October 29, 2017 - Secession - R. H. Quaytman: An Evening. Chapter 32 / Olga Chernysheva: Chandeliers in the Forest
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October 29, 2017

Secession

R. H. Quaytman, An Evening. Chapter 32. Photo: R. H. Quaytman.

R. H. Quaytman: An Evening. Chapter 32
Olga Chernysheva: Chandeliers in the Forest
November 17, 2017–January 21, 2018

Artist talk: November 16, 6–7pm, R. H. Quaytman in conversation with Joseph Koerner
Opening: November 16, 7–10pm

Secession
Friedrichstraße 12
1010 Vienna
Austria
Hours: Tuesday–Sunday 2–6pm

T +43 1 587530710
F +43 1 587530734
presse@secession.at

www.secession.at
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R. H. Quaytman
An Evening. Chapter 32

R. H. Quaytman creates paintings that are both conceptually rigorous and poetically alive, revolving as they do around painting’s contested present context. The work and methodology seem to both safeguard and interrogate the medium’s symbolic historical space as well as its capacity for absolute presence.

At the Secession R. H. Quaytman will present a new body of work she refers to as An Evening. Chapter 32. Its point of departure is the painting The Persian Women by the Flemish artist Otto van Veen (1556–1629) from the collection of Vienna’s Kunsthistorisches Museum. Quaytman helped to fund the restoration of this and its partner van Veen painting The Amazons and the Scythians. The Persian Women, which will be part of the exhibition, illustrates an anecdote in Plutarch’s Moralia: soldiers of the Persian army encounter their wives, mothers, and daughters as they try to retreat from battle behind the city’s walls. Approaching them, the women expose their genitals, shouting, “Whither are you rushing so fast, you biggest cowards in the whole world? Surely you cannot, in your flight, slink in here whence you came forth.” Mortified by their words, the men turn back to the battle and vanquish the enemy.

The hallmark of Quaytman’s approach is that her work does not merely present discoveries: the process of discovery itself becomes part of the compositional structure of the painting, showing that indeed we cannot go back to where we came from.

R. H. Quaytman lives and works in New York City.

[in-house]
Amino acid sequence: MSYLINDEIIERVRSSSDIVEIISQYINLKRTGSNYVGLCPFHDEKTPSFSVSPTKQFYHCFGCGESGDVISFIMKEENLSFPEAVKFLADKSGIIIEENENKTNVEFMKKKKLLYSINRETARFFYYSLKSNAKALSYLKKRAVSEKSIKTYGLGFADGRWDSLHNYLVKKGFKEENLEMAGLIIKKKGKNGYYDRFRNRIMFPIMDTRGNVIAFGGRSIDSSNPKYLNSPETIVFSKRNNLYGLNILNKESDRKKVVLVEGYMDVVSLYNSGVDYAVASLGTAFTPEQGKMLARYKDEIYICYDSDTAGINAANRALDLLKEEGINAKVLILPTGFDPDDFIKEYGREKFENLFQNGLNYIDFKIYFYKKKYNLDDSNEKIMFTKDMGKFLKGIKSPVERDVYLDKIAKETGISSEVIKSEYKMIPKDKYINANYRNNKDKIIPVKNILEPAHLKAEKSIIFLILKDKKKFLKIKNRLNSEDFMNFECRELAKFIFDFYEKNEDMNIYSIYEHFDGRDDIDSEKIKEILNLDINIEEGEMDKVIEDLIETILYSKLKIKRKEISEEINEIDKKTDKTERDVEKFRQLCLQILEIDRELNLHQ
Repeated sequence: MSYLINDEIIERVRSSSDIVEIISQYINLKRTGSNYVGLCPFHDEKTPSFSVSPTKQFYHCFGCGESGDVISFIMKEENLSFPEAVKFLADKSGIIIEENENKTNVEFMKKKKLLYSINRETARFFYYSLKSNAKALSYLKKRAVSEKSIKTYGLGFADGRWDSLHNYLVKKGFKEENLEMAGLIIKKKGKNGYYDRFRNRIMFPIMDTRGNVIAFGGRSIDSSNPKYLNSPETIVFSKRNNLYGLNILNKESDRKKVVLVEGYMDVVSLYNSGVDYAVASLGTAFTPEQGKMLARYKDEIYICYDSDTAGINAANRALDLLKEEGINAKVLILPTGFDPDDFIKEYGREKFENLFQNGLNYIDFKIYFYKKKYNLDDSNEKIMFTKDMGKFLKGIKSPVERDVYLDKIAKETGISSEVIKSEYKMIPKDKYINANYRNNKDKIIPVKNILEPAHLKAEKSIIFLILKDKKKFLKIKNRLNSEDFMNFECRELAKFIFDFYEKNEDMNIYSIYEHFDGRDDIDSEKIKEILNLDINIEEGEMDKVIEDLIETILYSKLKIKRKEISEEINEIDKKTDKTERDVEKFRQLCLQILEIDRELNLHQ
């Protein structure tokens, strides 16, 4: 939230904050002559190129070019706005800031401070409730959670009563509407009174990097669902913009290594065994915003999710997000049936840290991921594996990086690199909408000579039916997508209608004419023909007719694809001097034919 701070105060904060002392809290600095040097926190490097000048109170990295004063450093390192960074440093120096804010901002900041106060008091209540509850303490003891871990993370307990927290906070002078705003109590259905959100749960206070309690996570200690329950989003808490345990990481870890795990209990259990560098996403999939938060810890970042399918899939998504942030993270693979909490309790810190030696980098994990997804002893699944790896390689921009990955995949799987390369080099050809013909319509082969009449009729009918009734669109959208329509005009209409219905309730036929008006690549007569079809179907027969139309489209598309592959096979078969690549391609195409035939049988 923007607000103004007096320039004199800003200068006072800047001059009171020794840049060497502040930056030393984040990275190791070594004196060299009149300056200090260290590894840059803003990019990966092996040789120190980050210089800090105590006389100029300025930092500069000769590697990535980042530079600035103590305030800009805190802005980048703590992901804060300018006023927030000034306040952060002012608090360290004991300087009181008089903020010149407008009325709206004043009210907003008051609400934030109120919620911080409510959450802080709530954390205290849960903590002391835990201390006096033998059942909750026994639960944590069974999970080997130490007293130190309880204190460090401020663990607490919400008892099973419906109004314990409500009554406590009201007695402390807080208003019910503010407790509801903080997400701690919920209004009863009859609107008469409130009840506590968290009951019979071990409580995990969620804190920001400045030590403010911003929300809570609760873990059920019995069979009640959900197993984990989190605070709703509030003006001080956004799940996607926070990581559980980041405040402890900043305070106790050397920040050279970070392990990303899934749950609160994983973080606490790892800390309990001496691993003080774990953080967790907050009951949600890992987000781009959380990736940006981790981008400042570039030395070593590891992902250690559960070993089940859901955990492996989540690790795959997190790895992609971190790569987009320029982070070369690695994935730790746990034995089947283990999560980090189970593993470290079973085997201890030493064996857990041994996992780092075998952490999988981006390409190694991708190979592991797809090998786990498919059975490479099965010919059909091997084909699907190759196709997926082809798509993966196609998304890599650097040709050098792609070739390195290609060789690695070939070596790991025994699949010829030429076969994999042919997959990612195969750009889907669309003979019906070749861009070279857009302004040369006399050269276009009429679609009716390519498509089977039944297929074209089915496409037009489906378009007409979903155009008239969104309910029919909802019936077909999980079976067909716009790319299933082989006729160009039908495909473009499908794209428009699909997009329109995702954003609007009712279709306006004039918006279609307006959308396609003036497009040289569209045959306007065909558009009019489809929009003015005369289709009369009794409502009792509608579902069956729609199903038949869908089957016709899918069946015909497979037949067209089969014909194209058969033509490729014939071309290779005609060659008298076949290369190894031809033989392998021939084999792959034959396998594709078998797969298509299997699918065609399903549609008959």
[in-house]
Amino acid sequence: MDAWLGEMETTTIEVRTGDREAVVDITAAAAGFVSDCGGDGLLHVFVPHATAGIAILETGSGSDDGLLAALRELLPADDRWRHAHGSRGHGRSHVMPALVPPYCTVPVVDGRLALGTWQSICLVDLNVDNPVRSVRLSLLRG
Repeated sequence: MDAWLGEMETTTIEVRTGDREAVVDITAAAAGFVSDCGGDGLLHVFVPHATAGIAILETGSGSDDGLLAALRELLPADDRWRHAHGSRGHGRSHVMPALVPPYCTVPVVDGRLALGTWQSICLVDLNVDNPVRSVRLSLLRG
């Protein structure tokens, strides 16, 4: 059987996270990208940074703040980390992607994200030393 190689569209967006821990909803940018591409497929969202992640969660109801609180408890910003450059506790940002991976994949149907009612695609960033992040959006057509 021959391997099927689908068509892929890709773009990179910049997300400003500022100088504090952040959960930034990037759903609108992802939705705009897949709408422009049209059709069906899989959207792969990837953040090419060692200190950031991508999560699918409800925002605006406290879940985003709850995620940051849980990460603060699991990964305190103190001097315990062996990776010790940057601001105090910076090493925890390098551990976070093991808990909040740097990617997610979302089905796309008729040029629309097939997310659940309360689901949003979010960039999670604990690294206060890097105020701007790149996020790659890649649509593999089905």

Olga Chernysheva
Chandeliers in the Forest

Olga Chernysheva is known as a sensitive and perceptive observer and chronicler of the daily lives of people in Russia. In a variety of media such as concise drawings, paintings, photographs and videos she turns the transformation of economic and psychological realities of life into “poetic circumstances”. 

For the exhibition Chandeliers in the Forest in Secession’s Gallery and Graphic Cabinet Chernysheva has made a selection of new and existing works from several of her largely ongoing series that focus on these poetic transformations of the everyday. In her latest drawings and paintings she explores the specific qualities of different situations such as standing on an escalator, waiting in the line, or awkwardly wading through water and their relations to different modes of being. Also on view are a number of film works including the video Chekhov Museum (2017), which was shot in the Moscow house where the author lived. Like the Russian realist writer, Chernysheva scrutinizes elements of ordinary actions. They are not predefined but random in relation to logic and they give birth to a metaphorical language. Chernysheva’s interests are equally anchored in nineteenth century Russian realist painting as well as Soviet avant-garde film, especially the works of Alexander Dovzhenko and Sergei Eisenstein. Like in numerous earlier works, the real subject of the film Chekhov Museum is the supervisory personnel and how they identify with their work.

The exhibition title Chandeliers in the Forest is borrowed from a series of photographs whose artistic approach is characteristic for Chernysheva’s oeuvre in general. The photos reflect on the inventiveness and creativity of people struggling to make a living; in this case a worker who gets the product of his labor, the chandeliers, instead of a salary and tries to sell them along tourist roads, hanging them in trees as if they were on display in a shop window. In this equally pragmatic and poetic approach, the artist uncovers beauty. “Analyzing reality, you can find out how a new aesthetic is born in the place where you do not expect it. Many lovers of modern art would believe (I do) that the one who originally hung out the chandeliers is a modern artist.” (Olga Chernysheva)

Olga Chernysheva, born in 1962 in Moscow, lives and works in Moscow.

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